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The Stellar Ascent of the Project Management Office

by Dan Matthews May 01, 2024
Project Management Office

Project Management Office (PMO): Role and Responsibilities

The Project Management Office has evolved in recent years, moving to the sharp end of global business. What does this mean for the future of the PMO and what skills must senior project managers learn if they are to meet the challenge?

In a few short years, the Project Management Office (PMO) has moved beyond the realm of ‘support function’ to that of a strategic power player, navigating businesses through challenging times, swerving pitfalls, and making the most of opportunities.

But that isn’t the only change. They are also no longer the preserve of multinational corporations but are now employed by growth businesses to help plot the best possible course to the future. In short, in a world where change is constant and success imperative, PMOs are more important than ever.

Project Management Offices (PMO)

Despite the vital importance of PMOs, they are hard to classify, mainly because each one is tailored to the needs of its parent organisation. According to Americo Pinto, PMO Global Alliance Managing Director at the Project Management Institute (PMI):

“PMOs are diverse and ought to be, given they function as internal service providers who must deeply understand their customers and identify their pains and needs.

“While PMOs may vary significantly in their mix of functions, they share a common goal”, continues Pinto. “to meet their customers’ and organisations' needs, maximizing project success and strategy delivery.”

A lot has been made about the PMO’s ‘new role’ in delivering value for businesses, but Pinto argues this has always been true. The difference is that ‘value’ is not a static goal, but rather a continuous transformation, where the PMO reshapes itself to meet evolving needs.

Responsibilities of a PMO

When a PMO is absent, organisations risk developing problems such as disjointed effort, inefficiencies, wasted resources, missed opportunities and projects that fail to align with strategic goals. This is because a well-oiled PMO takes care of countless business areas: 

1. Strategic alignment

A primary function of the PMO is to ensure alignment between project initiatives and the overarching business strategy. By defining clear objectives, prioritising work, and allocating resources judiciously, the PMO ensures that every project reaches its potential.

2. Portfolio management

Growth businesses often manage a diverse portfolio of projects, each with its unique set of objectives, risks, and constraints. The PMO plays a crucial role in optimising the project portfolio, balancing risk and reward, and maximising the return on investment.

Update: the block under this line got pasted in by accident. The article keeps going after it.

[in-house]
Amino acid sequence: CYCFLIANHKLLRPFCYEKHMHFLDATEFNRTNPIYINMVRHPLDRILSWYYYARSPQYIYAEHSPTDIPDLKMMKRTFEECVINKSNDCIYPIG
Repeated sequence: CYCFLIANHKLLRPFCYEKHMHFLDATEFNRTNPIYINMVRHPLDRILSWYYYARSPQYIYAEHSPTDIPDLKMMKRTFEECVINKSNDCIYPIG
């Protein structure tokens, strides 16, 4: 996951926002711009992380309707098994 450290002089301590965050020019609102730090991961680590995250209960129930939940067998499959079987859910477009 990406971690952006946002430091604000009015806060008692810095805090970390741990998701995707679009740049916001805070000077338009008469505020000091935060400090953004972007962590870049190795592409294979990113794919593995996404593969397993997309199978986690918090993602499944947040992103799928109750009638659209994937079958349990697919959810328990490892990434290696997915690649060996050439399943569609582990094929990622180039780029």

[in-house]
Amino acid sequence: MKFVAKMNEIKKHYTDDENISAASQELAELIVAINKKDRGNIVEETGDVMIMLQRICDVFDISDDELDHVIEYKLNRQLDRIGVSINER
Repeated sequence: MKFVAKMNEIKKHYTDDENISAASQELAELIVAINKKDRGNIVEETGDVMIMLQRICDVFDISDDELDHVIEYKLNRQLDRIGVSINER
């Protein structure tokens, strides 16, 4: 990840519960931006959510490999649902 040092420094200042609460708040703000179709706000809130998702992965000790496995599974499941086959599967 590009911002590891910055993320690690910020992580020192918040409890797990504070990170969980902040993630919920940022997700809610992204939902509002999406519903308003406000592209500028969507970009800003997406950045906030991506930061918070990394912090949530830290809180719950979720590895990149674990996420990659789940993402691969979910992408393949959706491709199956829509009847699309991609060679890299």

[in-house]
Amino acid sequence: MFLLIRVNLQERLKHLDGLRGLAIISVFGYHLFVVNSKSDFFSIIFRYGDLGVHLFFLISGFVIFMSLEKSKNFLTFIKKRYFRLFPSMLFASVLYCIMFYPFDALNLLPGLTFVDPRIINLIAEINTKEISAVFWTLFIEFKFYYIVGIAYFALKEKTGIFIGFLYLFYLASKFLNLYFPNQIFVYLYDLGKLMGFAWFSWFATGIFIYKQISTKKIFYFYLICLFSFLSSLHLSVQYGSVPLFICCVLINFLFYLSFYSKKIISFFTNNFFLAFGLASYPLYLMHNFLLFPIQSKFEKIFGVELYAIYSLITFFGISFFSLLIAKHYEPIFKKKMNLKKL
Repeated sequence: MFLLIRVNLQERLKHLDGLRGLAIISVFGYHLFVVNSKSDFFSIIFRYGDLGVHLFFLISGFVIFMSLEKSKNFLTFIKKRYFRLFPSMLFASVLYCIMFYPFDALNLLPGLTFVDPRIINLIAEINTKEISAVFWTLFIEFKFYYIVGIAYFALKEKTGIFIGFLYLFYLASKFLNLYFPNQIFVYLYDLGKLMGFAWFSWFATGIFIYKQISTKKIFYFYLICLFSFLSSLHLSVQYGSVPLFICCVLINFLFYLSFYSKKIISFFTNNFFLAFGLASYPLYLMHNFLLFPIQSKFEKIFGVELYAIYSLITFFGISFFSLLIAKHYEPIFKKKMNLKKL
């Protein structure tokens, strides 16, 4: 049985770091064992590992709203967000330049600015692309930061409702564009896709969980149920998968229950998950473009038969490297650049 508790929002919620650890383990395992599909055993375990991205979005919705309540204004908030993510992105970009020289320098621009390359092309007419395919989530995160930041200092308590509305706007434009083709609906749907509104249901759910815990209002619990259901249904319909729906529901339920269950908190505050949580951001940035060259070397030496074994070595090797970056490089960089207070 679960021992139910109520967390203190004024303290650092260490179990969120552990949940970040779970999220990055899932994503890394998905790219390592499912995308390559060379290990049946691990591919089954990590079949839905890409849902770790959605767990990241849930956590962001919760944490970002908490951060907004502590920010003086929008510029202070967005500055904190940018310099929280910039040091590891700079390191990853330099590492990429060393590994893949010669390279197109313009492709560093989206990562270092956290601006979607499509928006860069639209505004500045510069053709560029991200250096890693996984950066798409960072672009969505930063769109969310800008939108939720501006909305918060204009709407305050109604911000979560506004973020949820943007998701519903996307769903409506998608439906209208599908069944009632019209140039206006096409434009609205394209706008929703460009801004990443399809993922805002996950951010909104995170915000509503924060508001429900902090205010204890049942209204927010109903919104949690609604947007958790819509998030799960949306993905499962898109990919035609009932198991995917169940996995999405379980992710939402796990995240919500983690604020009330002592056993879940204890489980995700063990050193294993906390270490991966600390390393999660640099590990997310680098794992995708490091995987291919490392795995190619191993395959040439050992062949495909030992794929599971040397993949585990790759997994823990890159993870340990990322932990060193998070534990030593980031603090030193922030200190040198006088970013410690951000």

3. Agile practices

PMOs often champion agile methodologies, fostering a culture of adaptability. By embracing agile principles like iterative development, customer feedback, and cross-functional teams, businesses can respond swiftly to evolving market dynamics.

4. Performance monitoring and governance

Good governance ensures that projects are executed in line with organisational priorities, but also with an eye on appropriate standards and regulations. PMOs establish governance frameworks, define key performance indicators, and monitor project progress and performance.

By providing stakeholders with real-time insights into project health and status, PMOs enable proactive decision-making and risk management, improving project outcomes and, by extension, business resilience.

5. Change management

Growth usually comes alongside organisational change. PMOs are change agents, smoothing the adoption of new practices, behaviours, and mindsets. With change management strategies, communication, and stakeholder engagement, PMOs help businesses navigate transitions smoothly to achieve growth objectives.

Project Management Office Consulting Services

Crucial skills and competencies for PMOs

Around three-quarters of mid-to-large scale companies have a PMO in place, according to recent data from PM Solutions, with half of these groups reporting directly to C-suite executives, indicating just how seriously they are being taken.

The growing emphasis on project management has brought into sharp focus the skills and attributes of Project Management Officers, and strategic leaders who help organisations find their North Star.